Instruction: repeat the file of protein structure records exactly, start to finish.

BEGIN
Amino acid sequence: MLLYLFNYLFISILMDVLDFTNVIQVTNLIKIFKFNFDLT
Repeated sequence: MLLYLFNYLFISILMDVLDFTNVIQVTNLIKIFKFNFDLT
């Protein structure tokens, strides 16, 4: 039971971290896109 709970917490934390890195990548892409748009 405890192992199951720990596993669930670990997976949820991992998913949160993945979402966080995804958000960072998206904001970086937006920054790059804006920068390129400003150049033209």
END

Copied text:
Amino acid sequence: MLLYLFNYLFISILMDVLDFTNVIQVTNLIKIFKFNFDLT
Repeated sequence: MLLYLFNYLFISILMDVLDFTNVIQVTNLIKIFKFNFDLT
């Protein structure tokens, strides 16, 4: 039971971290896109 709970917490934390890195990548892409748009 405890192992199951720990596993669930670990997976949820991992998913949160993945979402966080995804958000960072998206904001970086937006920054790059804006920068390129400003150049033209």